So here’s my analogy for this week: figuring out how to play a song is like sitting down to the feast. Where do I begin? Is there anything new here I don’t want to miss? And will there be enough food to go around? (This last one is never a problem at our house.)

Starting Your Song Chart

To chart the song you want to learn, that is, to write it down as you listen, start by drawing a forward slash for each beat you hear. Group them in however many beats you hear in a repeating fashion. Are you hearing 3 beats in each measure, or 4, or maybe 6? Write 4 measures this way for each line of the song, then leave another space between the big sections of the song.

And by the way, if you’ve never tried charting a song, let me encourage you to go for it. You’ll experience new understanding and enjoyment of songs you’ve heard, with new appreciation for the artistry behind them. With practice, you’ll get better and better at it. It will take some focused time, but yes, you can learn how to do it!

Components in 4s

The components of a song, particularly a pop song, are predictable. Rare are the exceptions. Now a composer can create whatever she wants, she has that freedom. But if she wants her song to be heard and embraced by her audience, she will have to stay within normal boundaries most of the time. We expect it.

Each song has (are you ready?) a beginning, a middle, and an end (not rocket science). And we feel the most natural connection with a song when its smallest components are based on the number 4. 2s, 3s and 6s are frequently used as well, but 4 is the default. Historically, 4 beats in each measure is even referred to as “common time”. 4 beats to a measure, 4 sub-divisions to each beat (sixteenth notes), 4 measures per sung phrase, 4 phrases in a verse.

We like 4. So as we start to listen critically to a song, that is what we’ll expect. Try tapping your foot on each beat in the song, and see if it doesn’t reflect the number 4 in some way.

Though the sections within the song will each be built in 4s, the composer might play with timing somewhat. Just for variety, a measure with only 2 beats might be inserted somewhere to make lyrics or the melody flow better. Or, in order to keep energy ramping up, the start of one section may actually overlap with the last measure or two of the previous section. Like the end of a chorus going into an instrumental, for example. As the vocalist is singing the last word of the chorus, the instrumental begins, ignoring the fact that the chorus still had two measures to go. Makes you feel like the instrumental couldn’t wait to get started.

The Beginning

The song’s intro that provides the first impression, maybe a preview of what will follow. Here we’ll find the key, the tempo, and the mood. Soon, as the lyrics begin in the first verse, we get a peek under the hood at the content of the song. The groove, if it is not already in motion, starts here.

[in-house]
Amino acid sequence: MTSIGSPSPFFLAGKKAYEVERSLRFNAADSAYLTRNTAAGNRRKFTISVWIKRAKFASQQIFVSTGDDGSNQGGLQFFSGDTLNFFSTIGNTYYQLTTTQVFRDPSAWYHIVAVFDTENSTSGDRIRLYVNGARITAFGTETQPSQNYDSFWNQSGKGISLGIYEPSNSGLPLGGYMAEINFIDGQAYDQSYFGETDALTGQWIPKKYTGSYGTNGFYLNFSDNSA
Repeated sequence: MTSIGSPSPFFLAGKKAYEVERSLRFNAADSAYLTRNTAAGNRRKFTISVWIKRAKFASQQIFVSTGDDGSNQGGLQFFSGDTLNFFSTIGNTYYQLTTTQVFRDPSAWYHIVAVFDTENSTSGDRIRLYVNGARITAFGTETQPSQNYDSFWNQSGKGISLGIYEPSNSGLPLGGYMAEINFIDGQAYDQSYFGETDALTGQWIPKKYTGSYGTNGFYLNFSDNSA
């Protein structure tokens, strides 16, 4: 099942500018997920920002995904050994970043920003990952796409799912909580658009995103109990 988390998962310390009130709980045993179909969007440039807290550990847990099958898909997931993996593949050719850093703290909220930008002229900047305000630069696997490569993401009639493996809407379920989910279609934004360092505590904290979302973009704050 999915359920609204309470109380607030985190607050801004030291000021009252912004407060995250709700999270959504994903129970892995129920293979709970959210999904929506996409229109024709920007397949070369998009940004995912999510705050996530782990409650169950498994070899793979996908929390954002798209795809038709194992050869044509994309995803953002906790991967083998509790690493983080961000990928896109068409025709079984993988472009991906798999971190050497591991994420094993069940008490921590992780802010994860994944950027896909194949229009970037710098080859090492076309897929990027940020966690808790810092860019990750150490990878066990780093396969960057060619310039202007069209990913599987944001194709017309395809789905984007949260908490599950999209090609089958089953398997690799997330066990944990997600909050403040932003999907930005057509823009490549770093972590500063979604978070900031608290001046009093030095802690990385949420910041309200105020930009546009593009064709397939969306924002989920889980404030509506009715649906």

The verse may present the problem to be solved or the circumstance to be celebrated or grieved. It introduces the characters in the play and the direction the vocalist wants to go in the song. Might be a story, an intense emotion, or a situation.

The first line of the verse should draw the listener into the second line, the second into the third, and so on. Short or long, at the end of the verse, the listener is intrigued. Not committed yet, but curious.

The Middle

A segment less often included but quite effective might be placed right after the verse. It has been labeled in recent years, the “Pre-Chorus”. It’s job is to build more tension and more expectation that will be brought to fruition in the Chorus itself. Usually this will be just a couple of phrases, leaving you hanging.

Finally, after all this preparation, we get to the Chorus. The song title is probably in here, along with the hook (the phrase you just have to sing along with). It will answer the question or flesh out what was hinted at earlier. Now it is very clear why the composer wrote this song. The Chorus will typically sound bigger and fuller, with additional instruments and vocals, even an orchestra to add to the layers of sound.

After you’ve listened through the Verse and the Chorus, what you’ll hear next is probably another verse. It will be similar to the first verse, but now with more emotion, more detail, more angst. That takes us into the next Pre-Chorus and Chorus, followed by an instrumental section that helps the listener to emotionally breathe. A Bridge, which is really another verse, might follow that, with its own variations in the chord pattern and lyric cadence. It leads us right into… you guessed it… another Chorus or two.

The End

The last Chorus might get louder at the end, or it might calm down, returning us once again to the reality of our lives. A short instrumental may follow, wrapping up the song. Or it might leave you hanging. The cheap way (in my humble opinion) to end a song is to fade the recording out. Maybe they want to give the impression the party will just go on and on. Or maybe the artist and producer just couldn’t agree on an ending.

Filling In The Blanks

Now that you’ve got all the beats and measures plotted out, it’s time to go back and fill in the chords. Some of my earlier posts on how to figure out the key, on naming intervals, and on how emotion can be crafted within the song may be helpful. Again, with practice and time you can get pretty good at this. And it is my hope that you do!